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A diamond's journey: Beyond blood diamonds

A diamond's journey: From the mines in Africa, to polishers in India, to retailers in the West, follow a diamond's global path to market.

The African diamond industry came under pressure in the late 1990s when it became clear that conflict diamonds were playing a role in the brutal wars in Angola, Sierra Leone, Liberia and the Democratic Republic of Congo. The term conflict diamonds, or blood diamonds
U.N. definition for conflict diamonds:

“Conflict diamonds are diamonds that originate from areas controlled by forces or factions opposed to legitimate and internationally recognized governments, and are used to fund military action in opposition to those governments, or in contravention of the decisions of the Security Council.” refers to diamonds illegally traded to fund conflict in war-torn areas, particularly in Africa, and often linked to human rights abuses.

In the late 1990s the sale of conflict diamonds perpetuated the decade-long civil war in Sierra Leone that was renowned for its brutality – rebels’ trademark in the war was not just to kill their opponents, but to maim them by chopping off hands, limbs and other appendages. 

Proceeds from the sale of rough-cut diamonds were used to purchase weapons and fund other illegal activities that fueled warfare by rebel groups. The origins of easily transportable rough-cut diamonds can be extremely difficult to trace once they are brought to market in other countries, unless a system is in place to track them.   

Partly in response to the atrocities being committed in Sierra Leone, in 2000 the international diamond industry adopted a resolution to block conflict diamonds from reaching market. Working with the U.N., governments and non-governmental organizations (NGOs), the diamond industry adopted the  Kimberley Process Certification System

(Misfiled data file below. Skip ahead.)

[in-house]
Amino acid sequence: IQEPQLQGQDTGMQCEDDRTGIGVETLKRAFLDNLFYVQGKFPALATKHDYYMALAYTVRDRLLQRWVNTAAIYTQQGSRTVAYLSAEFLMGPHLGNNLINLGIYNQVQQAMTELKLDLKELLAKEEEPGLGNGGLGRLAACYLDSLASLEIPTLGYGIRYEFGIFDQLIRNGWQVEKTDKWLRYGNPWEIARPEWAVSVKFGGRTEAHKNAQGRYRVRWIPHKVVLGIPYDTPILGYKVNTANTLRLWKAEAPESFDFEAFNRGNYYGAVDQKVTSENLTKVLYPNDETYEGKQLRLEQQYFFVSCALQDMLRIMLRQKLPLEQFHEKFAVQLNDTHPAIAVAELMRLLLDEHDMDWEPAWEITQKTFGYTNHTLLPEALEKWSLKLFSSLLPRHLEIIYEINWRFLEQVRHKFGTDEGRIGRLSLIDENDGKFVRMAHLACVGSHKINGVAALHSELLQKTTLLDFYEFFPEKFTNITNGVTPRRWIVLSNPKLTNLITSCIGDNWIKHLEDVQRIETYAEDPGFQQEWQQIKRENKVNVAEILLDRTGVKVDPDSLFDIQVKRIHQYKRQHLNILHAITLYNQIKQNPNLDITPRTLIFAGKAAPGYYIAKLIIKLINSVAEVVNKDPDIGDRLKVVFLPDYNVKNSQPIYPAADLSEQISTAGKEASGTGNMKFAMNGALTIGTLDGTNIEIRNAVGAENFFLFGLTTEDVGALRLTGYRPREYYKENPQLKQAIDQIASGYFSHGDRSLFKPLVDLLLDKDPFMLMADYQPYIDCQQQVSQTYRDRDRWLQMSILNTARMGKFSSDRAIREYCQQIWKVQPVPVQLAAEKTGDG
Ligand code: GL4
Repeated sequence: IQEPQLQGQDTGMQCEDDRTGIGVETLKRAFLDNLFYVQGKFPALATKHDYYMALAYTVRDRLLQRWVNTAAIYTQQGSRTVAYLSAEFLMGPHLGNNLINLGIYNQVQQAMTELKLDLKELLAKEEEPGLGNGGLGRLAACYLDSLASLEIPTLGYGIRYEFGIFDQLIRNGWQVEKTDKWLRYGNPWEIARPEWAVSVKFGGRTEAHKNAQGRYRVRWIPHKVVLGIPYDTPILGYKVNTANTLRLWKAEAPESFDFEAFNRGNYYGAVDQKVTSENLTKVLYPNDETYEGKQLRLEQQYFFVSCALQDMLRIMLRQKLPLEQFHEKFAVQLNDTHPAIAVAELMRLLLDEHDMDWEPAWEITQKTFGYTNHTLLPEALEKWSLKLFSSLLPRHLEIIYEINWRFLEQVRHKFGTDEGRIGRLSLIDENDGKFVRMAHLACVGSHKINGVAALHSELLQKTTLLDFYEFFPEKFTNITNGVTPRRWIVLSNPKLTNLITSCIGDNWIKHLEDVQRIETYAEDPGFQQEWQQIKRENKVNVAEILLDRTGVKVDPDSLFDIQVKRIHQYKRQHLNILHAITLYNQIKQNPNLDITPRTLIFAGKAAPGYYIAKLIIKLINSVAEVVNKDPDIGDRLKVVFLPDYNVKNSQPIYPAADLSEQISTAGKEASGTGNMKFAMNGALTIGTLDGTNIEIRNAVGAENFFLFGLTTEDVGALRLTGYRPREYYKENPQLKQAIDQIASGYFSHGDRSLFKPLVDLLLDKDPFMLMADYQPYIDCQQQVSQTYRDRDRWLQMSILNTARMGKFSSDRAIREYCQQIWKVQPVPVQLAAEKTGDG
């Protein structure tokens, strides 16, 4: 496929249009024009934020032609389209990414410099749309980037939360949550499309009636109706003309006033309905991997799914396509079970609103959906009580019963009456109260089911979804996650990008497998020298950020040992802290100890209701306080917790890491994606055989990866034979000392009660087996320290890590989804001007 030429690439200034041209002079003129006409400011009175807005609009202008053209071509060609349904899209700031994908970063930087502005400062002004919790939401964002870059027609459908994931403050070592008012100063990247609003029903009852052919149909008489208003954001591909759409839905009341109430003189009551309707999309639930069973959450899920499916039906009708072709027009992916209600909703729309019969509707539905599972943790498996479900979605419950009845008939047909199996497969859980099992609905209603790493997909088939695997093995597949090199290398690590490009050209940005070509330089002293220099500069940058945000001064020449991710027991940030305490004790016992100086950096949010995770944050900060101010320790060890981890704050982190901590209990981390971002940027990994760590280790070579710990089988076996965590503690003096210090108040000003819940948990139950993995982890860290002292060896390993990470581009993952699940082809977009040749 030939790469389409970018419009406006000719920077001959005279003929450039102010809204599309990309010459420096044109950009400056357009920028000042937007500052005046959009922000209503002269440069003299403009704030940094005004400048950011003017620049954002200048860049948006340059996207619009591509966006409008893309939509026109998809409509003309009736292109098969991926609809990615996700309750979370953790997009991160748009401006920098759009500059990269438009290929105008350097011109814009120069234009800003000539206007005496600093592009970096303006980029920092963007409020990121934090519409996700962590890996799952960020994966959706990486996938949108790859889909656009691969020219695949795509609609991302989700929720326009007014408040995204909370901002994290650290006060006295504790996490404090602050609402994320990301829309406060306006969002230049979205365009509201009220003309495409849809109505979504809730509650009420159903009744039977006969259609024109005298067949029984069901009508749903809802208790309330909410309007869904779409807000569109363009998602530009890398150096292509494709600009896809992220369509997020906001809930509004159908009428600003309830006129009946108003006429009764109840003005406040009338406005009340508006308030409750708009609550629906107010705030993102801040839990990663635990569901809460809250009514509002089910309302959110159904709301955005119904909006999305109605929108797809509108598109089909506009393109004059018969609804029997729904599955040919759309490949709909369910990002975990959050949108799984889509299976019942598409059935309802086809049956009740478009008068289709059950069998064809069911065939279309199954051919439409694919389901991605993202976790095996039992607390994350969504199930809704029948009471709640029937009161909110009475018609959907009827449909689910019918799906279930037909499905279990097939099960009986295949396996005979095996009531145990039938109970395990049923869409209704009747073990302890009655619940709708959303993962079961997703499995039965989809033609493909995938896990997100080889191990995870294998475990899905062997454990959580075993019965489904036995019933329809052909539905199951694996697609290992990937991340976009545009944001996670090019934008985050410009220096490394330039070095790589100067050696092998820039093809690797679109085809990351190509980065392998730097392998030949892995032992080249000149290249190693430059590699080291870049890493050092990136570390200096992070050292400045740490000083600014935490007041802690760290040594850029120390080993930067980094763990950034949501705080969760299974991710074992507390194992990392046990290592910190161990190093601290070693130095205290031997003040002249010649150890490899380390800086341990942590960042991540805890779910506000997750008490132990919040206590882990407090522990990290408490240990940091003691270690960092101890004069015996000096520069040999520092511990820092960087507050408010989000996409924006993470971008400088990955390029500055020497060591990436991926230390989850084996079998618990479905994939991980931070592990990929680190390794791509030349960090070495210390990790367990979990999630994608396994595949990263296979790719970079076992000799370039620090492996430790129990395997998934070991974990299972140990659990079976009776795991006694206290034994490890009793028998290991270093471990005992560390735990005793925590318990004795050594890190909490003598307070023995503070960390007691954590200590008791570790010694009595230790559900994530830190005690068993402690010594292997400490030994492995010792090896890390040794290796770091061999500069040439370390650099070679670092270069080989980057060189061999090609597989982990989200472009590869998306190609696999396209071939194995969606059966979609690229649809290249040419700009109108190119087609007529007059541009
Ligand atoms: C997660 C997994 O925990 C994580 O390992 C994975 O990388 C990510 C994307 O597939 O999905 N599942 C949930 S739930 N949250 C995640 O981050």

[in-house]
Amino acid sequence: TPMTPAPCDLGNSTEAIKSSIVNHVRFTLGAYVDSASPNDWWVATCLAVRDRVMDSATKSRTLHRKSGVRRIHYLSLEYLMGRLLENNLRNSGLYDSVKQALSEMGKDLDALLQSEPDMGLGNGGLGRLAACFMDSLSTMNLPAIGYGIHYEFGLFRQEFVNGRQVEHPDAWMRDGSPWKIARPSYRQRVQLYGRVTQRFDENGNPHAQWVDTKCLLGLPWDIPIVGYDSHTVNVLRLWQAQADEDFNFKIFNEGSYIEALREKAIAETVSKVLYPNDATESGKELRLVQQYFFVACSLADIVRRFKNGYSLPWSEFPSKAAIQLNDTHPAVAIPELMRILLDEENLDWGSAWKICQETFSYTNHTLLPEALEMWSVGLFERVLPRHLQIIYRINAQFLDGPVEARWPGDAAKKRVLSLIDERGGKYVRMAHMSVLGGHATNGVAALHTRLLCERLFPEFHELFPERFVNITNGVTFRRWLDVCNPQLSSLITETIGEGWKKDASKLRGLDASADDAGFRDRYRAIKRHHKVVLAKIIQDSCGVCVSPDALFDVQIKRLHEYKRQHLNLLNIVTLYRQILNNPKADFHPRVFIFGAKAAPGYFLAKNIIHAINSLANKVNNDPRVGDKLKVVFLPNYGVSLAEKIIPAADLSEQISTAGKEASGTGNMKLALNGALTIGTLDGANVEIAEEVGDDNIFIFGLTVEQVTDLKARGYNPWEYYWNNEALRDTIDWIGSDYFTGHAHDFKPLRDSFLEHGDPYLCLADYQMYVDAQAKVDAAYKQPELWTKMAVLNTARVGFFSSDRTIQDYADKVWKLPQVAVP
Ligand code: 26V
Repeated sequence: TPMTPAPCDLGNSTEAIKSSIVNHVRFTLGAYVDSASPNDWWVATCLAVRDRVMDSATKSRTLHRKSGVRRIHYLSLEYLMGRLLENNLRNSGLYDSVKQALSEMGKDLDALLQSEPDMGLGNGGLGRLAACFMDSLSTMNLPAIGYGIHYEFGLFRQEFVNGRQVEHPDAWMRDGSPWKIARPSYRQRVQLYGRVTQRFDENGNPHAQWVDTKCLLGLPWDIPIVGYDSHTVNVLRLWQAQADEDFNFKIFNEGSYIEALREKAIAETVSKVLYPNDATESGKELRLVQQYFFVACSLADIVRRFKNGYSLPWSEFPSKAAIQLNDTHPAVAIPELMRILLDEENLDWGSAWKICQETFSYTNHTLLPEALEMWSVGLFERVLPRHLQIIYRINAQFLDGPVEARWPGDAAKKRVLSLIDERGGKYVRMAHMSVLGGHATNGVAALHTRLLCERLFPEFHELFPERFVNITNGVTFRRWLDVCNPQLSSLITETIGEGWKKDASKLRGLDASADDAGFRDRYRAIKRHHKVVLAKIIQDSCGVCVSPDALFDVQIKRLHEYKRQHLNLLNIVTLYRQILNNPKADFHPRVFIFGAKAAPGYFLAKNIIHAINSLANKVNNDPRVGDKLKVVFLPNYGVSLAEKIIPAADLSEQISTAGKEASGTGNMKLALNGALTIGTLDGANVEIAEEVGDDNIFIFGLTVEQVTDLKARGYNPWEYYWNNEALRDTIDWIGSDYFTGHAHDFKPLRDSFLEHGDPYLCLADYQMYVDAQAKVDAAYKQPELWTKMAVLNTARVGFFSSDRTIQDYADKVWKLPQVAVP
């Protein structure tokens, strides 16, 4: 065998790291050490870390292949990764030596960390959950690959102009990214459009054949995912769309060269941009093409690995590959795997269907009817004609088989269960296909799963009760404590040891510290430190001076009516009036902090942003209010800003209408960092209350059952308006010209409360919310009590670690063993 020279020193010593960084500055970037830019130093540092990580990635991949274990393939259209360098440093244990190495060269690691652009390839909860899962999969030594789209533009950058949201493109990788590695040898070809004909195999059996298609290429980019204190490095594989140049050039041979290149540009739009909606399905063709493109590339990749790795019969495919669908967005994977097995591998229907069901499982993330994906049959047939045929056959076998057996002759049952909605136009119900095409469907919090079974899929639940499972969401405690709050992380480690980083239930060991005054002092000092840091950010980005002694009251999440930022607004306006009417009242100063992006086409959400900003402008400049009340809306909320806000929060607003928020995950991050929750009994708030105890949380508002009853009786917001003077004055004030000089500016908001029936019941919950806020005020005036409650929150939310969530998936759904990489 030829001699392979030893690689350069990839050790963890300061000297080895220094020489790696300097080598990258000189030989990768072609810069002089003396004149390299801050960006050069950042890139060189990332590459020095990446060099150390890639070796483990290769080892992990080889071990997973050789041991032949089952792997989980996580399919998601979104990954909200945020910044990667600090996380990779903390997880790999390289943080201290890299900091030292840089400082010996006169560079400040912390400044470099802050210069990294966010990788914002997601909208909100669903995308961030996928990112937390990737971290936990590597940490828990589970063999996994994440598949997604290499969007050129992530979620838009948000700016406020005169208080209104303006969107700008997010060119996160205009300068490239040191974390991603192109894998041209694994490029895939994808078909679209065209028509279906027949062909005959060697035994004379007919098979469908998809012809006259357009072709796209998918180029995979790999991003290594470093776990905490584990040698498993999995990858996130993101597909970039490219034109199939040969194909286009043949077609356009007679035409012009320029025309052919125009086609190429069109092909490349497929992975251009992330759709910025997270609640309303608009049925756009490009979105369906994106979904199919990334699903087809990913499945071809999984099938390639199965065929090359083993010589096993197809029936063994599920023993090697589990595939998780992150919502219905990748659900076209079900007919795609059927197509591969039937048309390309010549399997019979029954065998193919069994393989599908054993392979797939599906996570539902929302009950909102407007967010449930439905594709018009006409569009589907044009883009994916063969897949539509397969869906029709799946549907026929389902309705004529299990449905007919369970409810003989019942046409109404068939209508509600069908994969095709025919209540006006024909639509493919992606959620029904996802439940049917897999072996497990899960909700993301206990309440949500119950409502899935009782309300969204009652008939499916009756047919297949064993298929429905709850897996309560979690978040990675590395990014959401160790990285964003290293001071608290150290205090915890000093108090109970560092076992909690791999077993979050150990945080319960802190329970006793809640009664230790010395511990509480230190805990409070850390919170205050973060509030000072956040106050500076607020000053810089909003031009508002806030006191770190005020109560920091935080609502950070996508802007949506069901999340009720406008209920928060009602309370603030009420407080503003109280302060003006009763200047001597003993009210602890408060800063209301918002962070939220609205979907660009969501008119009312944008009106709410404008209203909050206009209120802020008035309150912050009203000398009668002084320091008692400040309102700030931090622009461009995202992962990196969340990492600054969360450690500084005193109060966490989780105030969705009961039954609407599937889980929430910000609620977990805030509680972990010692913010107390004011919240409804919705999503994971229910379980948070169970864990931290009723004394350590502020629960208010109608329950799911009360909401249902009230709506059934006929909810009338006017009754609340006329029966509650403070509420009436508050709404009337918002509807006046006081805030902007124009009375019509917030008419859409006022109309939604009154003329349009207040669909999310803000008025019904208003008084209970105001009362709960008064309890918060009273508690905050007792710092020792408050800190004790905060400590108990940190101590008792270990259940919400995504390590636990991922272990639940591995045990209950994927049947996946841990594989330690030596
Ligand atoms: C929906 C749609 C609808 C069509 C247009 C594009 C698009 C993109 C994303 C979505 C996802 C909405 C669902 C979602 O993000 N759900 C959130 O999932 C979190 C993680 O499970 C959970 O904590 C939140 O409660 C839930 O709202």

The Kimberley Process requires that each shipment of rough-cut diamonds across an international border must: be transported in a tamper-resistant container and have a forgery-resistant conflict-free certificate and a unique serial number. Shipments of rough-cut diamonds may be exported only to other Kimberley Process-participating countries, of which there are now 69. It is illegal for uncertified shipments to be imported or exported in those member countries.

In addition, to support the Kimberley Process, the international diamond industry agreed to a voluntary “System of Warranties” to ensure that diamonds are tracked at every stage in the chain of trade – from the import of the diamonds up to the sale to the consumer. When consumers buy diamonds or jewelry containing diamonds, they should be able to demand and receive a written guarantee that traces the life of the diamond from the mine to the storefront, certifying that the diamonds are conflict-free. in 2003 to track the life of rough diamonds during every stage of their life from the bottom of a mine to your diamond engagement ring with a tracking number.

The diamond industry claims that the Kimberley system has helped stem the tide of conflict diamonds on the world market and that it can now guarantee that 99 percent of rough diamonds are from conflict-free sources.

But that still leaves 1 percent unaccounted for. The wars in Sierra Leone and Angola are over, but conflict diamonds are still said to be funding rebels in the ongoing civil war in Ivory Coast.

The U.S. Government Accountability Office (GAO) released a report as recently as September 2006 stating that the U.S. is still open to illicit rough diamonds because even though there is general adherence to the Kimberley Process, there are still kinks in the system. The GAO report noted that the U.S. does inspect all rough diamond imports to certify their origins. The report said because of spotty statistics on diamond imports and exports, the country is "still vulnerable to illicit trade of rough diamonds."

In response to the GAO report, the U.S. Homeland Security Department pledged to work with the State Department to record detailed information about diamonds entering the country and promised to conduct more random examinations of diamond shipments.

True compliance can also be guaranteed only  if the market and consumers demand it.
Amnesty International and Global Witness created a Buyer’s Guide for consumers to make sure that the diamonds they are purchasing are conflict-free. When buying diamonds, there are a number of questions a consumer can ask the salesperson to make sure that the diamonds have been verified by the Kimberley Process.

  • Do you know where the diamonds you sell come from?
  • Can I see a copy of your company’s policy on conflict diamonds?
  • Can you show me a written guarantee from your diamond supplier stating that your diamonds are conflict-free?

Sources: Amnesty International, Global Witness, Kimberley, U.N.,, U.S.GAO